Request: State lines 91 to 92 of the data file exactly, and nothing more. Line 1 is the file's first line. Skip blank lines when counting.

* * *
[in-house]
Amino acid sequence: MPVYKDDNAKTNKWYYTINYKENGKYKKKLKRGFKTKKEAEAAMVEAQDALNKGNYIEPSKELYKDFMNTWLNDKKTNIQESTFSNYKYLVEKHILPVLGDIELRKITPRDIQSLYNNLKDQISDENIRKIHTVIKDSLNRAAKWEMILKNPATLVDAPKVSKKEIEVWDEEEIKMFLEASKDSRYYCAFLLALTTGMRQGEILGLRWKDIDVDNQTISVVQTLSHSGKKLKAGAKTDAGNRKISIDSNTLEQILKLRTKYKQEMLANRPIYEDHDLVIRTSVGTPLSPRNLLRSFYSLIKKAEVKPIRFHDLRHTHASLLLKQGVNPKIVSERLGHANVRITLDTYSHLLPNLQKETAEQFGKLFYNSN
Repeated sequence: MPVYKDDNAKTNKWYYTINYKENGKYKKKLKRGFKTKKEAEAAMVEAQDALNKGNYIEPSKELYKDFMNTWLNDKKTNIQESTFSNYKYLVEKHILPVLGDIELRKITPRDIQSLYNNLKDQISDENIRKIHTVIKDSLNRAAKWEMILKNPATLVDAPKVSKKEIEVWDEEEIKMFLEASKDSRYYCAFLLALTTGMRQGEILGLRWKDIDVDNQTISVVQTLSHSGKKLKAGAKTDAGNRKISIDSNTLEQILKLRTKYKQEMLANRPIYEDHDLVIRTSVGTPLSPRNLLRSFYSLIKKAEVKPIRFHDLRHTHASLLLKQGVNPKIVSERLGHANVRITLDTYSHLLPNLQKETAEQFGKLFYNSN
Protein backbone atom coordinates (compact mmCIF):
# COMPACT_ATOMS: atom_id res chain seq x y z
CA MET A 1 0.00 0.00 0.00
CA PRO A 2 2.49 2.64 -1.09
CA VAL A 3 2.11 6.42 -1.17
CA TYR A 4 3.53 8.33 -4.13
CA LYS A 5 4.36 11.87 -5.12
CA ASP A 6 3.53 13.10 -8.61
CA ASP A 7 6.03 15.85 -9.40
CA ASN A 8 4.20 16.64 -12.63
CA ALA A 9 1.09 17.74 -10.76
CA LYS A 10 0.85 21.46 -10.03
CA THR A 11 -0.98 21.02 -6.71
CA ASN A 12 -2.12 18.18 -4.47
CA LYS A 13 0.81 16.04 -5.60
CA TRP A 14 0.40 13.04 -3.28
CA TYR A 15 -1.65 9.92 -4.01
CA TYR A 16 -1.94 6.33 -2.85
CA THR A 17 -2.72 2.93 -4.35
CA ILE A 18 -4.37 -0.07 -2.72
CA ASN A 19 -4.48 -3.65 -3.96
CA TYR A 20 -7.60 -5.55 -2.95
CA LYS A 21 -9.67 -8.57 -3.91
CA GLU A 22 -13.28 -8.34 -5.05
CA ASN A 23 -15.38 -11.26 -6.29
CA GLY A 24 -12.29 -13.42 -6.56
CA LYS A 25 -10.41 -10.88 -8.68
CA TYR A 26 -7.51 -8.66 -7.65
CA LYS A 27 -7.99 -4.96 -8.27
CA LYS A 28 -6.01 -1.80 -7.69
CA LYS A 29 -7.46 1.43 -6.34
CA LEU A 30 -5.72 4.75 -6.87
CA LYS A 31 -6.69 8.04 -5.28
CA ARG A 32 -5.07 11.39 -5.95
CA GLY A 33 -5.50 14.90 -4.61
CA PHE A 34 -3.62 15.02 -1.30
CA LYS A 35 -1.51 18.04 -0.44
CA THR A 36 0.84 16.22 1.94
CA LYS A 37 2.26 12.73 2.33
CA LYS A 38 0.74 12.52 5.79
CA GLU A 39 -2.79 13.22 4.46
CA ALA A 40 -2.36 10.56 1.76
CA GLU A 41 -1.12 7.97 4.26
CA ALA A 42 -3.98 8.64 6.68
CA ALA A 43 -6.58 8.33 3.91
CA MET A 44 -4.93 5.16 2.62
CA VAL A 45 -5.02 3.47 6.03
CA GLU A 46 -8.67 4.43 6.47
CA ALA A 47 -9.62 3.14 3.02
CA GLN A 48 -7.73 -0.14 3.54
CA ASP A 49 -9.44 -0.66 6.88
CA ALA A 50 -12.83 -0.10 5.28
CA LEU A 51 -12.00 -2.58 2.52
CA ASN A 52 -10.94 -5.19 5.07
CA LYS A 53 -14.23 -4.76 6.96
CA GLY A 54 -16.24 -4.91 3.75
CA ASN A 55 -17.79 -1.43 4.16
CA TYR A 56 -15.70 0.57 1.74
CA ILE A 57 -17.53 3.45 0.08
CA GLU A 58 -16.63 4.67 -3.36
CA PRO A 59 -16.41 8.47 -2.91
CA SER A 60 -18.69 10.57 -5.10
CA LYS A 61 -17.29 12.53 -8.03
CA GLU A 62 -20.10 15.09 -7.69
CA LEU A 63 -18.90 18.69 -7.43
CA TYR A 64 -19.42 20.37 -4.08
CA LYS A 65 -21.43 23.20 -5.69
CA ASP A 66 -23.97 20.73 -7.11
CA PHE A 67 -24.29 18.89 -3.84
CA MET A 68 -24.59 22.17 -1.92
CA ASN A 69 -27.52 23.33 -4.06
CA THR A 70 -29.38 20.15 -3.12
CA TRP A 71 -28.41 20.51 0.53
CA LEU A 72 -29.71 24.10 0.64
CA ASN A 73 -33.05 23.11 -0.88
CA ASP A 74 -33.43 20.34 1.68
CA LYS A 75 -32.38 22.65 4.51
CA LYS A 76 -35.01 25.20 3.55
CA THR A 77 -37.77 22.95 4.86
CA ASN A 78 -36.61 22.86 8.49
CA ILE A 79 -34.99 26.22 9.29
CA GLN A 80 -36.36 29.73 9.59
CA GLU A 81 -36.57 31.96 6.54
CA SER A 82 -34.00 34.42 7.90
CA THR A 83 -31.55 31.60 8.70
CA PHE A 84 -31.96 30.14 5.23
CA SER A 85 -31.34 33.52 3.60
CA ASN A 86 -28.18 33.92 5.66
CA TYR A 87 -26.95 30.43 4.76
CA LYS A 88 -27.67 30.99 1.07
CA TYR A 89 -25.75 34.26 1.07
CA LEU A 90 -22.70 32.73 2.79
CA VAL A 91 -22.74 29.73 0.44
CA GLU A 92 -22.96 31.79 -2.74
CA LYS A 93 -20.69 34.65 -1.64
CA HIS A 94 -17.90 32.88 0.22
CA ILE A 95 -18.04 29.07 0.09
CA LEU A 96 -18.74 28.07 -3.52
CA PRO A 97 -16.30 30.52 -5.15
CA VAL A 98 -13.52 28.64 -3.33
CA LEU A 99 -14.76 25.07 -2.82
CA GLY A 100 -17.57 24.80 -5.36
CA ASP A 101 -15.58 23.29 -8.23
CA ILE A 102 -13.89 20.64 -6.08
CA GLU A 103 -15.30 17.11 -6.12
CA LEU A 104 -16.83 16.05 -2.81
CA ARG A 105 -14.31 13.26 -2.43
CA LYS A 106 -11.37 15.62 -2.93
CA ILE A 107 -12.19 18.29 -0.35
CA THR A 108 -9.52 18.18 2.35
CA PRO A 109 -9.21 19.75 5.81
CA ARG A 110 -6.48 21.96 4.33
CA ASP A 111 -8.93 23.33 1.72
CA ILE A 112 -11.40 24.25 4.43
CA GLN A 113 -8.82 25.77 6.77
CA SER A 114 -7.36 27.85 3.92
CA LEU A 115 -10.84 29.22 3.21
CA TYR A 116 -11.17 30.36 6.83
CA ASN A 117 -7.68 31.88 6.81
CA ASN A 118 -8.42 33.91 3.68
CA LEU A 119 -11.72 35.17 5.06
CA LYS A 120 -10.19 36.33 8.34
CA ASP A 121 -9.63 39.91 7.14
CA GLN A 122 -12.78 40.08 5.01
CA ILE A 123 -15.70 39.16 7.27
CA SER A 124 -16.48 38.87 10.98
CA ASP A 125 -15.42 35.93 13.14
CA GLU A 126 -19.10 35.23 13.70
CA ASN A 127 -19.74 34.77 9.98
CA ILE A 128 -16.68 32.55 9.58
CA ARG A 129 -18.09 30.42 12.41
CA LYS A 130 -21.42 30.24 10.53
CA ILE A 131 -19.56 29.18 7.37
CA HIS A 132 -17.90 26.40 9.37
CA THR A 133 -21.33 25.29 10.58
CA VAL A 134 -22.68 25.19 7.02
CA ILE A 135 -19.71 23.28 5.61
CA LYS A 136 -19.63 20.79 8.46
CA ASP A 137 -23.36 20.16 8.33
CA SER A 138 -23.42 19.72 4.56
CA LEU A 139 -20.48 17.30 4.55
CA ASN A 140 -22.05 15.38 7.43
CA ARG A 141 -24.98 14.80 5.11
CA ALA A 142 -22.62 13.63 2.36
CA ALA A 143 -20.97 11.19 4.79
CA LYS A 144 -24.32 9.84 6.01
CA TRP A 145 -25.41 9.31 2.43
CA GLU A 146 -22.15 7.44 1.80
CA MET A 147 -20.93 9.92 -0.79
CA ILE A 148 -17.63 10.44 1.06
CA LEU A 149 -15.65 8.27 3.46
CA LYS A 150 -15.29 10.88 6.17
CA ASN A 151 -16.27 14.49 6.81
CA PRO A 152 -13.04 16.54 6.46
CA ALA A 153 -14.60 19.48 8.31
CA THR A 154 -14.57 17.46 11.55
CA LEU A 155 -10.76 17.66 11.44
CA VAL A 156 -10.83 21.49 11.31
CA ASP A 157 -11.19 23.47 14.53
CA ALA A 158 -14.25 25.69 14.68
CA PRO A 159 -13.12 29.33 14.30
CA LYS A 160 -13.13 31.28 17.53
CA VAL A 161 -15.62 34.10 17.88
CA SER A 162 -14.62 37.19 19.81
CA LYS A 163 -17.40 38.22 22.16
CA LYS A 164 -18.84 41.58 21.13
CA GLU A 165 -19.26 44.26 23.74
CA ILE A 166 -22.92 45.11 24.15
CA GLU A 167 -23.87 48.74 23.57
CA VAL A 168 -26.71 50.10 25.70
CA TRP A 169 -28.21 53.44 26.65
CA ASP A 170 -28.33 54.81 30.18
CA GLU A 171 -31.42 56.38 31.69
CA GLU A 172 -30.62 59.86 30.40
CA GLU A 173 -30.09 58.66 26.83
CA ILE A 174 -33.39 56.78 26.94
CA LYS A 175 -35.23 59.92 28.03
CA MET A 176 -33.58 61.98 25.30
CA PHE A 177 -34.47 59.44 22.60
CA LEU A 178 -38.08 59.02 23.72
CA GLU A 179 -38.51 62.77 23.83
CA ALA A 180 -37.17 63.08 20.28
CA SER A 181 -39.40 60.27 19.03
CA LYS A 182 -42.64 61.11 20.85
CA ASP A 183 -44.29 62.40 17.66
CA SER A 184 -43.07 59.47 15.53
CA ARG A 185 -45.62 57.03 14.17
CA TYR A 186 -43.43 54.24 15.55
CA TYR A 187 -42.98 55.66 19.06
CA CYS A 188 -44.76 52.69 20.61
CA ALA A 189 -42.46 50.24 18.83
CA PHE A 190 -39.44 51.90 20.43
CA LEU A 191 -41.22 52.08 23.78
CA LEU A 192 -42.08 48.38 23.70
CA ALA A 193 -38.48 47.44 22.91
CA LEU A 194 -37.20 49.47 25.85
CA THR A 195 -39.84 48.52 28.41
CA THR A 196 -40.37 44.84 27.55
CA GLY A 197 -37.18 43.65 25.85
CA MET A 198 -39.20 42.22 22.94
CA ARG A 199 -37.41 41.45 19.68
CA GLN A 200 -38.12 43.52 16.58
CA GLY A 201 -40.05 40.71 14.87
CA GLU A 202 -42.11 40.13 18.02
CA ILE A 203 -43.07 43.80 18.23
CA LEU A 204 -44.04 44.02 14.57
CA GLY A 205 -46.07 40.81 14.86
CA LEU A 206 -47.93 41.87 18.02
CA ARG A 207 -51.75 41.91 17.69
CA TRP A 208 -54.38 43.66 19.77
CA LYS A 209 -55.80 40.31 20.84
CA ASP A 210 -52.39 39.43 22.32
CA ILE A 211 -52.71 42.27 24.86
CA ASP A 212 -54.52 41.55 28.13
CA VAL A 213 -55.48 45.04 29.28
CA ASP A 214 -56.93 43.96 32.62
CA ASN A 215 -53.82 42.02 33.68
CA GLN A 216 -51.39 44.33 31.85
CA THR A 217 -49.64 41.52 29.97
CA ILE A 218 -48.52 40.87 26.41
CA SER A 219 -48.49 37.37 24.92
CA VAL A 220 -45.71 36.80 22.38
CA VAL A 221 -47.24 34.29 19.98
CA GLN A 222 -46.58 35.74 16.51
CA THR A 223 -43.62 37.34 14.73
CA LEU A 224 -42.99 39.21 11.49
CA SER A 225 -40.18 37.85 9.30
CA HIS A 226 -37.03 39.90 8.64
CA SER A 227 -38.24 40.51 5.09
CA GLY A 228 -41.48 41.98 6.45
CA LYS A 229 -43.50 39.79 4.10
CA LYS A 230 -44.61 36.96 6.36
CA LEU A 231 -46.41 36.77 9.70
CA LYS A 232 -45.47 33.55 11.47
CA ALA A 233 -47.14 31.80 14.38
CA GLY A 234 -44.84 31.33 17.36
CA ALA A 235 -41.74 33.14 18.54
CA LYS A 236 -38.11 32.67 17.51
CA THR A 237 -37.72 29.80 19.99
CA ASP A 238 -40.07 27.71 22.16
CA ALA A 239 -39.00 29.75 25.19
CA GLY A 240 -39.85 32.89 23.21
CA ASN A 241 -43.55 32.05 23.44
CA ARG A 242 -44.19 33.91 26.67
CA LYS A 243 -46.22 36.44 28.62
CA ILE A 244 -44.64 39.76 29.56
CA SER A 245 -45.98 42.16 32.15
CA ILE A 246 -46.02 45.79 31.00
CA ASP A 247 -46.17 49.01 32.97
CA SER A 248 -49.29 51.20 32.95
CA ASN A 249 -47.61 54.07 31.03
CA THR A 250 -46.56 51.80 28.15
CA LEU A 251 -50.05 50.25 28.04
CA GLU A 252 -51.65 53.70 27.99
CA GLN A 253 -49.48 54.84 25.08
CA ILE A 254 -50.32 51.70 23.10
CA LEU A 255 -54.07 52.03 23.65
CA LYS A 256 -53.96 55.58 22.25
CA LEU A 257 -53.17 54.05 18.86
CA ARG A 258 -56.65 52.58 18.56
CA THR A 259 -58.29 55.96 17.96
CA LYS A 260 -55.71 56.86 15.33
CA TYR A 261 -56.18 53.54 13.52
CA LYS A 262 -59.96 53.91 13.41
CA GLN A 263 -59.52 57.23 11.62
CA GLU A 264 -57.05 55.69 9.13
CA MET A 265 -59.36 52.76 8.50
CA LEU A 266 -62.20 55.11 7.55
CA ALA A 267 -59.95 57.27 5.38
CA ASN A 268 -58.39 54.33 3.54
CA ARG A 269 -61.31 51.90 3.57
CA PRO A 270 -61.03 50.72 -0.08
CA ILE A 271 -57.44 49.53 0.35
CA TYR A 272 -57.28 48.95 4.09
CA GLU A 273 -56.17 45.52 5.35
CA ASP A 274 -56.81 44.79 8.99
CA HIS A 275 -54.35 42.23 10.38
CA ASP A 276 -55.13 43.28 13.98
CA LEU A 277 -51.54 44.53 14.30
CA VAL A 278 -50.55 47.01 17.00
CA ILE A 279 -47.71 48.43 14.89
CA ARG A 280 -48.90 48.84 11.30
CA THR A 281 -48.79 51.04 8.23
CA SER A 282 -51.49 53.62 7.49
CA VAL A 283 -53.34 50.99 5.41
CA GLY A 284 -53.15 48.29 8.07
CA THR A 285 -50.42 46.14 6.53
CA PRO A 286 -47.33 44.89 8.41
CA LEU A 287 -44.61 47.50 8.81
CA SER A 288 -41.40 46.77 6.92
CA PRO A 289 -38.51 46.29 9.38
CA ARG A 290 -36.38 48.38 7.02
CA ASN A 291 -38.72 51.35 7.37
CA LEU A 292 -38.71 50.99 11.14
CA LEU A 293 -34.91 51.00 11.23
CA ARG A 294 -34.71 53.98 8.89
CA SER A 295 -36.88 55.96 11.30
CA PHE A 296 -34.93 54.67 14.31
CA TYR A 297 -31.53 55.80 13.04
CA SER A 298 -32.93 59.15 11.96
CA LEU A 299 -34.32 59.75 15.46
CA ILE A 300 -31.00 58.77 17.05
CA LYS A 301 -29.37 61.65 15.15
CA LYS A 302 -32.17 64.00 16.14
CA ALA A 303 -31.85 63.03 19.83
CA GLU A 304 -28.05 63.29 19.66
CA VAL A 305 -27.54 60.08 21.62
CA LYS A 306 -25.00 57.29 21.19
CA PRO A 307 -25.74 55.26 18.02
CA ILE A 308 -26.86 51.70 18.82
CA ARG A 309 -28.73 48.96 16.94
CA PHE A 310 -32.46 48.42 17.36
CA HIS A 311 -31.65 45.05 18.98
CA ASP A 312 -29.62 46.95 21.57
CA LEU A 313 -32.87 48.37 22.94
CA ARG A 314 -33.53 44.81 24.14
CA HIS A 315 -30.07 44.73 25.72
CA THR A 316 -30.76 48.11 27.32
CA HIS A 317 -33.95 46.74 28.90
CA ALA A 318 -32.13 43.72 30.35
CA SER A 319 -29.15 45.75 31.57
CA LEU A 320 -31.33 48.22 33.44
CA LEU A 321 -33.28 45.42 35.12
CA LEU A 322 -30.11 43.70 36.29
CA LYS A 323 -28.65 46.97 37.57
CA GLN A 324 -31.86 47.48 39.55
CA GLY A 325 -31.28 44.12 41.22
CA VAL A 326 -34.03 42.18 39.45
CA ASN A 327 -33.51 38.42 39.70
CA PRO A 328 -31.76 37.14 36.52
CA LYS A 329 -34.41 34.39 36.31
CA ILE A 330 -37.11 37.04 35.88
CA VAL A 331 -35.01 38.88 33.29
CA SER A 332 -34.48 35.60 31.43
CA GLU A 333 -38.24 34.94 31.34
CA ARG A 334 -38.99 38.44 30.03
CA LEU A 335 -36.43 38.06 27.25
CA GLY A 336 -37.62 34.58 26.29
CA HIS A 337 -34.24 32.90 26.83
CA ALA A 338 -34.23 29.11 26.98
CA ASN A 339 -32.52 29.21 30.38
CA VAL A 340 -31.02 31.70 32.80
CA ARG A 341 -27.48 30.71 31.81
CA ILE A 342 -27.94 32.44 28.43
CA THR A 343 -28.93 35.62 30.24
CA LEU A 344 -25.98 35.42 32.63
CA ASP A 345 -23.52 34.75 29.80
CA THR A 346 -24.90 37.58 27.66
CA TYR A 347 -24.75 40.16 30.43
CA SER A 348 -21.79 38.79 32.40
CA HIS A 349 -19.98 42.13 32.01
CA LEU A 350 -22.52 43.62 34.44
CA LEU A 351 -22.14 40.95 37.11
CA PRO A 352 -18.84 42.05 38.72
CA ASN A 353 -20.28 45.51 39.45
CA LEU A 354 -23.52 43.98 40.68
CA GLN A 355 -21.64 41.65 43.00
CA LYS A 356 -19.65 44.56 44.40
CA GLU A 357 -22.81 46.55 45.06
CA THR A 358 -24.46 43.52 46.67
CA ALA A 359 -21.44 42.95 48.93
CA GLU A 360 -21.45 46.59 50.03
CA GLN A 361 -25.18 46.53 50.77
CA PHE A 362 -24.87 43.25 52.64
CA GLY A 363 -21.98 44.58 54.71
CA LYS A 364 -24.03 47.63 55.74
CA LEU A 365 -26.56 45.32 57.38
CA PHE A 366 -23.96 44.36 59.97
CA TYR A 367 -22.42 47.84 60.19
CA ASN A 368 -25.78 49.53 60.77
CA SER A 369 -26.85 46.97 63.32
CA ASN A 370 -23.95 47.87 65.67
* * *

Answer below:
CA ASN A 86 -28.18 33.92 5.66
CA TYR A 87 -26.95 30.43 4.76